by Ben Bradley, Year 12, Reigate College, Surrey.
“The good thing about science is that it’s true, whether or not you believe in it”- Neil deGrasse Tyson, Astrophysicist and science communicator. But in the age of fake news, since when has the truth been important? Despite consensus throughout the scientific community on the threat of climate change, and an international treaty signed by 195 countries that attempts to limit global warming to 1.5 degrees, carbon dioxide emissions are still rising and forest coverage is still shrinking. According to the Intergovernmental Panel on Climate Change (IPCC) “Limiting global warming to 1.5°C would require rapid, far-reaching and unprecedented changes in all aspects of society”.
Those rapid, far-reaching and unprecedented actions are finally starting to emerge, but as unhurried, vague and limited promises – the environmental equivalent of “thoughts and prayers”. And all the while, violent storms and flooding sweep across the coasts, and wildfires rage on every major continent. Both harsh droughts and unprecedented polar vortexes have be seen simultaneously on opposite sides of the globe, and naturalist Sir David Attenborough has asserted that “we are in the midst of the Earth’s sixth mass extinction, one every bit as profound and far-reaching as that which wiped out the dinosaurs.”
Yet much of the technology to combat climate change already exists- where the science, the innovation and the number crunching have already been done. An assessment from 12 leading environmental institutions has identified 18 potential methods that – if implemented widely – could cut global carbon dioxide emissions by approximately 12 gigatonnes. If countries stick to the commitments laid out by the Paris climate deal, that’s 25% of projected emissions that can be cut by solutions that are currently technologically viable. These actions range from rolling out widespread renewable energy generation, to improving industrial efficiency, to reducing deforestation, and could provide a much needed curb to a continuing growth in global emissions. Nevertheless, the UK continues to provide more subsidies for fossil fuels than for renewable energies- €3.7 billion more as of 2016. The science is there. The money is not. As Greta Thunberg, the teenage environmental activist, has said: “Listen to the science. Listen to the scientists. Invite them to talk. They have many things, a lot of solutions you can do.”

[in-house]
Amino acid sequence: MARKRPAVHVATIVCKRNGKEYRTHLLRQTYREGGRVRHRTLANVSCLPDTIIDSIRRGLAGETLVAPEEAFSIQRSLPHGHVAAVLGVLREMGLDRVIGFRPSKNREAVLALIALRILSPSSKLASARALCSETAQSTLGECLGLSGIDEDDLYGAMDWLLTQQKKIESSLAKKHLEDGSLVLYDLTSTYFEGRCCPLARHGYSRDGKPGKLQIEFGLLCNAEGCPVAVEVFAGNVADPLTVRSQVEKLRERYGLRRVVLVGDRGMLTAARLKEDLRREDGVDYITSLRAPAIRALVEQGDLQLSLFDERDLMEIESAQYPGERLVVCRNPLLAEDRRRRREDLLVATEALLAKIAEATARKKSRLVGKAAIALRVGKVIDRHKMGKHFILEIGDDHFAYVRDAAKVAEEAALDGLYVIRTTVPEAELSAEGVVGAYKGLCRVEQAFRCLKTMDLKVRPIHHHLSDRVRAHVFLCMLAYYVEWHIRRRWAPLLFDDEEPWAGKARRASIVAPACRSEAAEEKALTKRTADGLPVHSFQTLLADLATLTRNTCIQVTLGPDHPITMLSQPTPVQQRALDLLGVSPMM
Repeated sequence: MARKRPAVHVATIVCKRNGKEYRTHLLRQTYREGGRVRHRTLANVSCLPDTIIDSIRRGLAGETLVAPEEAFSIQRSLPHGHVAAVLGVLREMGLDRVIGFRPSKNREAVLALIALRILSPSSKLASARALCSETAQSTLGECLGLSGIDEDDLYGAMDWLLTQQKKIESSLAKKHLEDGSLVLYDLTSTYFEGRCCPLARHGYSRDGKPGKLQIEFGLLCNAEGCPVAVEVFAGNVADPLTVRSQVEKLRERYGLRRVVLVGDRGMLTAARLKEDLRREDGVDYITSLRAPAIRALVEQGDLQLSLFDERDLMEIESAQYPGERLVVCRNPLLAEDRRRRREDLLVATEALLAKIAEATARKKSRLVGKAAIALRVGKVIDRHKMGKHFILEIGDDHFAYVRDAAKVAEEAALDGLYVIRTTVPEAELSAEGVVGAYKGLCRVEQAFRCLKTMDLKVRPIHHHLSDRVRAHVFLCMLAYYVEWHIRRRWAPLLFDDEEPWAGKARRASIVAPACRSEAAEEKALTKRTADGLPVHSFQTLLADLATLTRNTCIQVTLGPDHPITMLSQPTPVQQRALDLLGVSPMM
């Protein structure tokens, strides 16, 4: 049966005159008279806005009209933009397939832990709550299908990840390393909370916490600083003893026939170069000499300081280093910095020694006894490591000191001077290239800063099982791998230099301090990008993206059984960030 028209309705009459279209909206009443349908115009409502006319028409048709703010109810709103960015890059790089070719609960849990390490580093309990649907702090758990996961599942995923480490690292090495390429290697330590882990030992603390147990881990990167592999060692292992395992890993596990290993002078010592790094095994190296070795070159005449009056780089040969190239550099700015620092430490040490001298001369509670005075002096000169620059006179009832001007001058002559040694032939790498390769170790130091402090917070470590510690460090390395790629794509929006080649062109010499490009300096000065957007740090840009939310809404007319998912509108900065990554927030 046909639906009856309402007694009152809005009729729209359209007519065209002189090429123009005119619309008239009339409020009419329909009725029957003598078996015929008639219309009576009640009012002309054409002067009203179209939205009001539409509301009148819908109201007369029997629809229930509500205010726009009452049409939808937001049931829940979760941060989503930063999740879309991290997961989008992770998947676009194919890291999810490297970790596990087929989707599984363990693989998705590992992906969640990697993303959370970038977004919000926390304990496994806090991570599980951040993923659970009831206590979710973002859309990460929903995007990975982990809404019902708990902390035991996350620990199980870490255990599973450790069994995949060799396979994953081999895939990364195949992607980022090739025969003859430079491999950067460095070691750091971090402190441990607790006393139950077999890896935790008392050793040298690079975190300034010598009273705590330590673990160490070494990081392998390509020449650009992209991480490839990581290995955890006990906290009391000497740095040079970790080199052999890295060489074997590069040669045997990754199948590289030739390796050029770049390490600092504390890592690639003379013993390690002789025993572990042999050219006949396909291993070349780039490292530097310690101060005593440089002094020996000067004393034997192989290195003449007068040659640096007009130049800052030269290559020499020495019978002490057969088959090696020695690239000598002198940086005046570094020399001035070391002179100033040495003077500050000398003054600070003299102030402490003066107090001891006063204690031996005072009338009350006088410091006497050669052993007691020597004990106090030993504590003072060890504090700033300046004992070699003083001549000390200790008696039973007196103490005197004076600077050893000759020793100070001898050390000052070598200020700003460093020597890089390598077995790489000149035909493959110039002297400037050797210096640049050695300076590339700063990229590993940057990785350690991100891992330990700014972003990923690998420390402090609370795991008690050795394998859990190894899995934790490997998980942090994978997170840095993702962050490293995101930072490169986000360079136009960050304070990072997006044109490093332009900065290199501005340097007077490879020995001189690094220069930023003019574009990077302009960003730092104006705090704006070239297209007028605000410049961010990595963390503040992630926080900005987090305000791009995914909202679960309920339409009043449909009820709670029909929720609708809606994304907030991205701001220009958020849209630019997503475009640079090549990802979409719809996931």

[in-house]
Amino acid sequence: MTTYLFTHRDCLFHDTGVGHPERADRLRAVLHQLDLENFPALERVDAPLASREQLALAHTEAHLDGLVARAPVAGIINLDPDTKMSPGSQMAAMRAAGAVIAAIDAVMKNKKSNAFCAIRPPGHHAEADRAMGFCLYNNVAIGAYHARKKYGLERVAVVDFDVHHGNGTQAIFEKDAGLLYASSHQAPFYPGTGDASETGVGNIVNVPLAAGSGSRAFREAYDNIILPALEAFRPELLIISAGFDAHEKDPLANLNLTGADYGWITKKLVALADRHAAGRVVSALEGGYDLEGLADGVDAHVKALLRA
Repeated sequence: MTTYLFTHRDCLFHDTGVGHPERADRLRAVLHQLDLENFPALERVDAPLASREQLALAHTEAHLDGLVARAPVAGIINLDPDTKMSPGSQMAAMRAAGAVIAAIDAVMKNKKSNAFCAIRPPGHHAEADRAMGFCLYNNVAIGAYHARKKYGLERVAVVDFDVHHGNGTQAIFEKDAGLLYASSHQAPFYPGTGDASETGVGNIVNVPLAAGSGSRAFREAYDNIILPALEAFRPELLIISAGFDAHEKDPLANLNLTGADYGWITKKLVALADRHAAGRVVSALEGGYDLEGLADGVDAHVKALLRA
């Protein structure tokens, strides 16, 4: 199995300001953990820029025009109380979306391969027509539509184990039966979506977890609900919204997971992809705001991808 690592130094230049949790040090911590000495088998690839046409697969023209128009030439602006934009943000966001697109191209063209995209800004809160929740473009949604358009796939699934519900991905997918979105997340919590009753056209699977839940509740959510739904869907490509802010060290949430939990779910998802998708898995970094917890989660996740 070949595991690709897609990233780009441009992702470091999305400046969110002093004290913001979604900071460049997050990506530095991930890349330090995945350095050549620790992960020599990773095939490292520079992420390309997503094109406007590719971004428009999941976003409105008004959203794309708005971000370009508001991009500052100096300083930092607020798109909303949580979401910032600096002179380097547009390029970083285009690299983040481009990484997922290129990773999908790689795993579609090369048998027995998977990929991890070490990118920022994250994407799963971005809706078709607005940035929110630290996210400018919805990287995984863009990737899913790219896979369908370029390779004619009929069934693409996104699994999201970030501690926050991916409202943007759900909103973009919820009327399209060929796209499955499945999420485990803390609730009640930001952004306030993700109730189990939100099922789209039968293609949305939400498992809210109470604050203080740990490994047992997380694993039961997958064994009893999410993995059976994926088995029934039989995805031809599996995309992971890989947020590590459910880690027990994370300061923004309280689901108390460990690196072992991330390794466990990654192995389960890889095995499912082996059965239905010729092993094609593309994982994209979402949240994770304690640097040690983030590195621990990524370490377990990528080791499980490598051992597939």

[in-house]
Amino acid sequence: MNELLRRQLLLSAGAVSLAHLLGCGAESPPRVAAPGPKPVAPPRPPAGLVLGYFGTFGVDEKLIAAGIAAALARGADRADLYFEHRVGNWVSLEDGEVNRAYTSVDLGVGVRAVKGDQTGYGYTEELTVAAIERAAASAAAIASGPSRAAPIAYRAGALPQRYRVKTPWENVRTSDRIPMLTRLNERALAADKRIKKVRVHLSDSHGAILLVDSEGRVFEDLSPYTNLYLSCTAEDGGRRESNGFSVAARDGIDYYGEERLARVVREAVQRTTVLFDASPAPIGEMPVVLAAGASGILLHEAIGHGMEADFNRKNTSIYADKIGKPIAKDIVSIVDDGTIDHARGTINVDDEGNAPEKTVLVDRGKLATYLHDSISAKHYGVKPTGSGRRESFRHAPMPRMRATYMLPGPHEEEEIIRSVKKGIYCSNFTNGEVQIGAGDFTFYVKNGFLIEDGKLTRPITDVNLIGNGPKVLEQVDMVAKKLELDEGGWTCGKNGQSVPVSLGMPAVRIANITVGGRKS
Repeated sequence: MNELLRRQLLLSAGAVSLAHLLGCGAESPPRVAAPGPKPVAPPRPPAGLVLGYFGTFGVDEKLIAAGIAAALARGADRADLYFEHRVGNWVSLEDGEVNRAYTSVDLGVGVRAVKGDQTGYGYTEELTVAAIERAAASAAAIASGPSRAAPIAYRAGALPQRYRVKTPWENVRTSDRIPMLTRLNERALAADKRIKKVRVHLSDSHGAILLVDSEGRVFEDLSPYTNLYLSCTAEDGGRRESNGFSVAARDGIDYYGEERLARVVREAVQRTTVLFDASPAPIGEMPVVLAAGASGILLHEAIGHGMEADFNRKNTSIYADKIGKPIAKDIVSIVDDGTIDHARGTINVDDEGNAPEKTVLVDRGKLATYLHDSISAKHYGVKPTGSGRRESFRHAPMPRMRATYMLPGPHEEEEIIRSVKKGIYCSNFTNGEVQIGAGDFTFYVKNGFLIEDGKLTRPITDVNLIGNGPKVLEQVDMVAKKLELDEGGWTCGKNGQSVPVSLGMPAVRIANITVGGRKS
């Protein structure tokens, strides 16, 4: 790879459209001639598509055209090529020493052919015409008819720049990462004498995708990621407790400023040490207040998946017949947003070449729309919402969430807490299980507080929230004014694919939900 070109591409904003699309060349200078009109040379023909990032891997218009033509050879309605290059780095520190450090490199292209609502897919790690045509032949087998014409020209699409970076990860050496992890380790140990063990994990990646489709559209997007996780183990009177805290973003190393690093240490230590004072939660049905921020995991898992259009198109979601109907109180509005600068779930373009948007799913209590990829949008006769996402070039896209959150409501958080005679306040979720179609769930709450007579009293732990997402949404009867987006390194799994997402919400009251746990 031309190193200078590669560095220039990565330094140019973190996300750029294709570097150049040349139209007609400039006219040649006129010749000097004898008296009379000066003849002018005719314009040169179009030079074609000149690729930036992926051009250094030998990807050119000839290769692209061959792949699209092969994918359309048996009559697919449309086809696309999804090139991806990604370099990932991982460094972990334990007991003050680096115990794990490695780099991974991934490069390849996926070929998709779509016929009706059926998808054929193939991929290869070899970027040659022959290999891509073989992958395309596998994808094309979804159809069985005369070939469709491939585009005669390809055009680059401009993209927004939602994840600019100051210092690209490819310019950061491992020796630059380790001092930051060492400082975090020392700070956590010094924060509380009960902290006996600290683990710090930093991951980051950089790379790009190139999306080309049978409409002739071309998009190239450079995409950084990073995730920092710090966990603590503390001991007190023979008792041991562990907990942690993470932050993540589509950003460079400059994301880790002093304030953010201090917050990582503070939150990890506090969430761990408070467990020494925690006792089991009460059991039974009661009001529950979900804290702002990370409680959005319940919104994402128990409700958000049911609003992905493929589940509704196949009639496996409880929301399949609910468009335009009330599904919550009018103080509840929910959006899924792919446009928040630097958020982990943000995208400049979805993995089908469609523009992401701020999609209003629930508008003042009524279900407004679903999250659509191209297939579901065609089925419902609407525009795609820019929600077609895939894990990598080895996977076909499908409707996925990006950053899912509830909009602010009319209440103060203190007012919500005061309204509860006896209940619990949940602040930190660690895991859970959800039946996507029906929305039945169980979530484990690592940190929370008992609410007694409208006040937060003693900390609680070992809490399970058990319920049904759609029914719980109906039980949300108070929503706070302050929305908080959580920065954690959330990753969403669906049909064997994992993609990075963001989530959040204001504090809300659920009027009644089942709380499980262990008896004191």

The UK government is quick to point out that UK greenhouse gas emissions have fallen by 42% compared to 1990 levels: a figure that, on the face of it, seems substantial. But this reduction is primarily due to the switch away from coal in energy production and the outsourcing of industry to the developing world (such as China). When factoring in non-territorial “consumption emissions”, this figure falls to a 10% reduction since 1997. There are reasons that these consumption figures aren’t used officially, such as the possibility of double counting and the difficulty of accurate tracing.
However, we need to remember that we are all in the same boat, and making other countries drill holes in its side won’t prevent that boat from sinking. Recent environmental strikes and protests are a cause for hope, as the concerns scientists have been voicing are finally being listened to. But they also show the extent of the neglect of this climate science, for decades met with half-promises and limited action from the people in power. If it takes a worldwide campaign and over 1000 UK protesters to be arrested, just for politicians to vaguely listen to pleas to consult with scientists, then something is fundamentally wrong. The science is showing that focused and extreme action is urgently needed to combat the potentially crippling effects of climate change. Effects that the world is only beginning to feel. Persistent and exhaustive effort must be put into climate policy now to avert catastrophe in the coming decades, and the only way to do this is to have the voice of science heard, loud and clear, in every corridor of government and power.
Science is continuously changing the world: from the biggest breakthroughs to the smallest refinements. But to keep the world, people need to wake up to the science that already exists.